• When Evil Rules: Vengeance and Murder on Cape Cod, 2009, ISBN 978-1250037671
  • A Date with Death: The Secret Life of the Accused "Craigslist Killer", 2010, ISBN 978-0312945060
  • A Mob Story, 2010, ISBN 0312942672
  • A Professor's Rage: The Chilling True Story of Harvard PhD Amy Bishop, her Brother's Mysterious Death, and the Shooting Spree that Shocked the Nation, 2011, ISBN 978-0312535292
  • Maximum Harm: The Tsarnaev Brothers, the FBI, and the Road to the Marathon Bombing, 2017, ISBN 978-1611688498

McPhee has written several best-selling true crime books, including Mob Over Miami, Heartless: The True Story of Neil Entwistle and the Brutal Murder of His Wife and Baby, When Evil Rules, A Date With Death: The True Story of the Craigslist Killer, and A Mob Story.

In 2008, the news magazines Dateline NBC and Primetime Live interviewed McPhee for their stories about Neil Entwistle.[23]

Mob Over Miami was set to become a feature film titled "UnMade Man."[24] In January 2011, Lifetime aired a television movie based on A Date With Death, starring William Baldwin.

She contributed to the anthology, Masters of True Crime (Prometheus Books 2012).


  1. ^ Nelson, Caleb, "Blood, Guts, and Journalism: Interview with Michele McPhee", MassMedia newspaper, University of Massachusetts Boston, February 26, 2015
  2. ^ a b Nelson, Caleb, "Michele McPhee, Determined to Make Life Phenomenal", MassMedia, University of Massachusetts Boston, November 15, 2015
  3. ^ "Obituary: Shelia P. McPhee", Boston Globe, September 28, 2014.
  4. ^ a b c Harris, Ginger (August 19, 2002). "The Chris Paciello Story". South Beach Magazine. Retrieved September 4, 2012. Thirty-two-year-old New York Daily News police bureau chief Michele McPhee knew at an early age that investigative reporting was her forte.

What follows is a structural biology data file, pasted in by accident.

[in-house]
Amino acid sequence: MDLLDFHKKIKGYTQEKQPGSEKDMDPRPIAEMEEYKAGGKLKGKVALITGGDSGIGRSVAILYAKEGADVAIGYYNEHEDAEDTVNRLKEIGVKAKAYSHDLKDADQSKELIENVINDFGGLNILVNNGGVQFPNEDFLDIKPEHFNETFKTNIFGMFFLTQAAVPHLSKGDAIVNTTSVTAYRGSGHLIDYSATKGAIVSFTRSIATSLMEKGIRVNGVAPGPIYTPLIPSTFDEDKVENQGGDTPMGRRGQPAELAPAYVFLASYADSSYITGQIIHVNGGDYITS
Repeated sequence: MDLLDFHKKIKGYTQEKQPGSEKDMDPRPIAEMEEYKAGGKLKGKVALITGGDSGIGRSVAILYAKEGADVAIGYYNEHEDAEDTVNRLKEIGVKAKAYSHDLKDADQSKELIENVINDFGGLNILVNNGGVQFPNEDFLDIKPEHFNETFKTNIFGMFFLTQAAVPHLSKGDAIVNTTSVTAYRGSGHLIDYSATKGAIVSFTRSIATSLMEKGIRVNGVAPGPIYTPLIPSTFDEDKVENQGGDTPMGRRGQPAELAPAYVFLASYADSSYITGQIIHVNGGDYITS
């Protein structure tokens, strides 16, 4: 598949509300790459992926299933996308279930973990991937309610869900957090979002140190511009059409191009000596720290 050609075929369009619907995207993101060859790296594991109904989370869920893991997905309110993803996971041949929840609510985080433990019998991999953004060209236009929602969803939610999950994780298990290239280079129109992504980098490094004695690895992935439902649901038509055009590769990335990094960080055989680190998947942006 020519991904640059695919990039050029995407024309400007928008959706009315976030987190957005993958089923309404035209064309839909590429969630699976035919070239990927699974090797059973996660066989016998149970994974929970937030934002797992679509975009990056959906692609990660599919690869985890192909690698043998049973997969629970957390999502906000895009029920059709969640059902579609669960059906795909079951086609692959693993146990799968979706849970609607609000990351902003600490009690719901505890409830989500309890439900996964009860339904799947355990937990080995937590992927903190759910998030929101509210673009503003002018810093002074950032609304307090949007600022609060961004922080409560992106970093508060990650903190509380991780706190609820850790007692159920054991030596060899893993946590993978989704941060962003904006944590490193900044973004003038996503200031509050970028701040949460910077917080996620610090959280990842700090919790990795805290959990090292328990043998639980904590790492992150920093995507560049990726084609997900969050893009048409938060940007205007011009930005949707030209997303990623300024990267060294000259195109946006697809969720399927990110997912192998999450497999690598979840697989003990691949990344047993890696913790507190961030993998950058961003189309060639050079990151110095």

5. ^ "WMEX ADDS MICHELE MCPHEE FOR AFTERNOONS" Archived 2015-07-21 at the Wayback Machine., Radio Ink, 2015.
  6. ^ 'Boston Radion Iconic WMEX 1510 AM Goes Silent", Media Confidential, July 2017
  7. ^ Giarratani, Sal (July 8, 2011). "Michele McPhee latest book signing" (PDF). Boston Post-Gazette. p. 5. Michele McPhee is East Boston Italian thanks to her grandmother's influence on her. 
  8. ^ "Michele McPhee". EastBostonHighSchool.org. Retrieved September 4, 2012. 
  9. ^ "Talk radio's McPhee opens series". Newburyport Daily news. September 9, 2010. Retrieved September 4, 2012. McPhee said she was flattered to be asked to Lawrence to speak as part of the White Fund Lecture Series. A graduate of UMass-Boston, she's a supporter of the state college system. 
  10. ^ McPhee is credited as "contributing reporter" in the article "Thieves allegedly had designs on rich interiors" written by Andy Dabilis for The Boston Globe of September 2, 1993. The article from the June 19, 1994 Globe, "Fiore's fourth baby", credited McPhee as a contributor.
  11. ^ In a HighBeam.com search, the earliest article crediting McPhee as "Globe Correspondent" is the article "Youths: media reports fueling gang violence" from July 24, 1995.
  12. ^ McPhee, Michele (December 24, 1996). "No Bail For Alleged Gotti Heir". New York Daily News. Retrieved September 4, 2012. 
  13. ^ Ingrassia, Robert (January 14, 2003). "Newser Gets Chilling Warning About Judge". New York Daily News. Retrieved September 4, 2012. 
  14. ^ Cox, Tony (March 25, 2003). "Diallo's fault?". The Tavis Smiley Show. NPR. Retrieved September 4, 2012. 
  15. ^ "Follow-Up: Lawyer Receives Fee from Charity Fund". The O'Reilly Factor. Fox News. March 15, 2004. Retrieved September 4, 2012. 
  16. ^ "McPhee leaving Herald for WTKK nights," Boston Herald, December 4, 2007
  17. ^ Shanahan, Mark & Goldstein, Meredith (November 12, 2010). "McPhee is done at WTKK". The Boston Globe. Retrieved September 4, 2010. 
  18. ^ "Manning Out McPhee In at WRKO", Boston Herald, January 13, 2011
  19. ^ "Line-up change," Bostonradiowatch.com, August 16, 2011 Archived March 27, 2012, at Archive.is
  20. ^ Radio News, "Michele McPhee returns to WRKO," June 6, 2012
  21. ^ Diaz, Johnny (August 5, 2011). "Michele McPhee joins Channel 5". The Boston Globe. Retrieved September 4, 2012. 
  22. ^ DeCosta-Klipa, Nik (2015-06-12). "How a Boston radio host was charged with drunken driving, assaulting a police officer". Boston.com. Retrieved 2015-06-12. 
  23. ^ "The light in the upstairs bedroom". Dateline NBC. NBC News. June 27, 2008. Retrieved September 4, 2012. 
  24. ^ Meet Michele McPhee Archived 2010-08-10 at the Wayback Machine.

External links

  • Michele McPhee official site
  • Official Facebook page